The end is nigh, the doomsters once proclaimed. Now, it seems, their time has come. Over the past five years we have been invited to contemplate the end of the Cold War, the end of the 20th century, and even the end of Hegelian history itself. What it all means, however, is marvellously unclear. Are these developments coincidental, coterminous, or causally related? Are they good ends, or appropriate ones? Do they correspond to any lived experience? For countless millions in Africa, in Asia, in central and eastern Europe, in the Middle East, the world has been turned upside down. Walls have tumbled, empires have dissolved, states have fractured, tyrannies have collapsed, tyrants have bled, wars have been waged, people have been shot, starved, tortured, gassed, ransomed, uprooted, disappeared, and ethnically cleansed.
As for the rest of us, in the more temperate (or less febrile) zones of the North and West, especially in the comfortable offshore islands of Orwell's Oceania, we have experienced it all vicariously, on TV, by turns sated and elated, passive and pugilistic, ghoulish spectators at the gargantuan fin-de-si cle feast.
The Cold War, then, is dead. Long live the Cold War. Sketching the post-historical future in 1989, Francis Fukuyama was already waxing elegiac. "The end of history,'' he wrote, "will be a very sad time. The struggle for recognition, the willingness to risk one's life for a purely abstract goal, the worldwide ideological struggle that called forth daring, courage, imagination, and idealism, will be replaced by economic calculation, the endless solving of technical problems, environmental concerns, and the satisfaction of sophisticated consumer demands. In the post-historical period there will be neither art nor philosophy, just the perpetual caretaking of the museum of human history.''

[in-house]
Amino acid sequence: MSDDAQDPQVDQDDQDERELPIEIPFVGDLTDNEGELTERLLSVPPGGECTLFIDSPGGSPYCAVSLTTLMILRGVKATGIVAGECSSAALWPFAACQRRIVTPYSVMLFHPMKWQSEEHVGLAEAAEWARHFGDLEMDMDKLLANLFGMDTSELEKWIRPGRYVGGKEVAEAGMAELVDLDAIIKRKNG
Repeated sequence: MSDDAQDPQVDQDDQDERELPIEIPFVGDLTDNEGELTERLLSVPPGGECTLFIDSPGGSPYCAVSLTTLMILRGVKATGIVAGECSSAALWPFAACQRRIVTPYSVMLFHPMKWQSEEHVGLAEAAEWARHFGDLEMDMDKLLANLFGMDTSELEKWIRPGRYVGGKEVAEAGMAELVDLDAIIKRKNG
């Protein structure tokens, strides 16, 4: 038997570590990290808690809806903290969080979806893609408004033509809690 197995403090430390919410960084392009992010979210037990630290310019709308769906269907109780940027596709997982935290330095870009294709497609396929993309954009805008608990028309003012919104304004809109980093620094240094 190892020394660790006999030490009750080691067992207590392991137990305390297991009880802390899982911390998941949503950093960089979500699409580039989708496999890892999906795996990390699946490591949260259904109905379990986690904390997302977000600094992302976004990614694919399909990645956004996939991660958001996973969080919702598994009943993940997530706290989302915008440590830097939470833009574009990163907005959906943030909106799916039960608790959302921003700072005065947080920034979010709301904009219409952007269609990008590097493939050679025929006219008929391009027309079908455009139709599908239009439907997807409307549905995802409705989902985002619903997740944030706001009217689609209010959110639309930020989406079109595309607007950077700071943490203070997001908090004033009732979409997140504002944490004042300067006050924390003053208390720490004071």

Here was implanted a heroic conception of the Cold War (and the Cold Warrior), seen from the right side - the western side, according to Fukuyama, of course - the winning side. Nor is Fukuyama alone in his characterization of the outcome. "Let us be clear,'' Michael Howard has admonished, "the West won the Cold War. I have little respect for those who maintain that nobody won.'' And in a magisterial new work on the endgame by Raymond Garthoff, The Great Transition (1994), Garthoff concludes that "the West did not, as is widely believed, win the Cold War through geopolitical containment and military deterrence. Still less was the Cold War won by the Reagan military build-up and the Reagan Doctrine, as some have suggested. Instead, 'victory' came when a new generation of Soviet leaders realised how badly their system at home and their policies abroad had failed. What containment did do was to preclude successfully any temptations by Moscow to advance Soviet hegemony by military means.'' Such formulations beg a further question, to which Howard and Garthoff return the same measured answer. In Garthoff's words: "It is doubtful that any postwar Soviet leadership would have deliberately resorted to war. That was not, however, so clear to many at the time.''